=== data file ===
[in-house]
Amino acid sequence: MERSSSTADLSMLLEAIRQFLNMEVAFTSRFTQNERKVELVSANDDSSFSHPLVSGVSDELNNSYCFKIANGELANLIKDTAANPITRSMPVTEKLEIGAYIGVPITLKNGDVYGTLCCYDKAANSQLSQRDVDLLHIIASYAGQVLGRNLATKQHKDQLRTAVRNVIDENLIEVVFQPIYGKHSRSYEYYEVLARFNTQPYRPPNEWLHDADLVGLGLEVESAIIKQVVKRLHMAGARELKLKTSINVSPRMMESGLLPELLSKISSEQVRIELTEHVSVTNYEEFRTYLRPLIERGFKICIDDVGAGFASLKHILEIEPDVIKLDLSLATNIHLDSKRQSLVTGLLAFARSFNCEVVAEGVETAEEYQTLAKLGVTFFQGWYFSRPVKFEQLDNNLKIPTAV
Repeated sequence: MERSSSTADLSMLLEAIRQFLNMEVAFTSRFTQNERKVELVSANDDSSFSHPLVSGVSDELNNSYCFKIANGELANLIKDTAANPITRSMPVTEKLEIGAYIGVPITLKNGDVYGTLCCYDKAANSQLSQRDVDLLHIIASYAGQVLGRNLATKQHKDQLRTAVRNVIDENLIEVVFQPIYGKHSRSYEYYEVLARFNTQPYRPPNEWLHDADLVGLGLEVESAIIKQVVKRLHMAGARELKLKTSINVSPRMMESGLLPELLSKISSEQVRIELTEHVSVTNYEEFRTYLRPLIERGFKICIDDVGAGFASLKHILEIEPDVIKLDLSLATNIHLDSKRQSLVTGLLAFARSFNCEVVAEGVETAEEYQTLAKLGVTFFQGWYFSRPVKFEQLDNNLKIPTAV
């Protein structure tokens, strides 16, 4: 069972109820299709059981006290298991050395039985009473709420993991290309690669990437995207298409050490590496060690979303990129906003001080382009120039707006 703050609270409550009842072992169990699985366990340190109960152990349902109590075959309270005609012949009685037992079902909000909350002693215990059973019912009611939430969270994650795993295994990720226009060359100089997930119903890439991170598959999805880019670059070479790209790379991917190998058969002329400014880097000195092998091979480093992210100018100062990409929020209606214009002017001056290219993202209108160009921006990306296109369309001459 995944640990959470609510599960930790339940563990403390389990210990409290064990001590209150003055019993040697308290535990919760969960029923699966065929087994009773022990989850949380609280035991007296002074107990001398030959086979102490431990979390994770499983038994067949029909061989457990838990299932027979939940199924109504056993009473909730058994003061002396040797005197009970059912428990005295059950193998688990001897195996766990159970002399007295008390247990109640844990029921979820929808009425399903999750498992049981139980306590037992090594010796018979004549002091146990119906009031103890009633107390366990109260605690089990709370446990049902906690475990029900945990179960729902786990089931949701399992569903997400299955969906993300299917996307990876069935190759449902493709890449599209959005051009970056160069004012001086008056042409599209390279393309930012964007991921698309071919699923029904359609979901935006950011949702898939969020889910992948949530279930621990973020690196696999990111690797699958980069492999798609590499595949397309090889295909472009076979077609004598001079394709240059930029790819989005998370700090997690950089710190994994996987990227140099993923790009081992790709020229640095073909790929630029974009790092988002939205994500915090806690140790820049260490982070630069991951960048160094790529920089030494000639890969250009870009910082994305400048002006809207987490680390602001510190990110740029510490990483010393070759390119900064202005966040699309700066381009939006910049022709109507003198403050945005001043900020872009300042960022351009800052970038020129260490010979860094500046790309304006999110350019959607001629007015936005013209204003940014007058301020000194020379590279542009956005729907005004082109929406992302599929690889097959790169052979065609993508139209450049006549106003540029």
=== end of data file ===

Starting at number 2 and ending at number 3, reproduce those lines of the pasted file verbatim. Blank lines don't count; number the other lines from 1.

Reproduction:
Amino acid sequence: MERSSSTADLSMLLEAIRQFLNMEVAFTSRFTQNERKVELVSANDDSSFSHPLVSGVSDELNNSYCFKIANGELANLIKDTAANPITRSMPVTEKLEIGAYIGVPITLKNGDVYGTLCCYDKAANSQLSQRDVDLLHIIASYAGQVLGRNLATKQHKDQLRTAVRNVIDENLIEVVFQPIYGKHSRSYEYYEVLARFNTQPYRPPNEWLHDADLVGLGLEVESAIIKQVVKRLHMAGARELKLKTSINVSPRMMESGLLPELLSKISSEQVRIELTEHVSVTNYEEFRTYLRPLIERGFKICIDDVGAGFASLKHILEIEPDVIKLDLSLATNIHLDSKRQSLVTGLLAFARSFNCEVVAEGVETAEEYQTLAKLGVTFFQGWYFSRPVKFEQLDNNLKIPTAV
Repeated sequence: MERSSSTADLSMLLEAIRQFLNMEVAFTSRFTQNERKVELVSANDDSSFSHPLVSGVSDELNNSYCFKIANGELANLIKDTAANPITRSMPVTEKLEIGAYIGVPITLKNGDVYGTLCCYDKAANSQLSQRDVDLLHIIASYAGQVLGRNLATKQHKDQLRTAVRNVIDENLIEVVFQPIYGKHSRSYEYYEVLARFNTQPYRPPNEWLHDADLVGLGLEVESAIIKQVVKRLHMAGARELKLKTSINVSPRMMESGLLPELLSKISSEQVRIELTEHVSVTNYEEFRTYLRPLIERGFKICIDDVGAGFASLKHILEIEPDVIKLDLSLATNIHLDSKRQSLVTGLLAFARSFNCEVVAEGVETAEEYQTLAKLGVTFFQGWYFSRPVKFEQLDNNLKIPTAV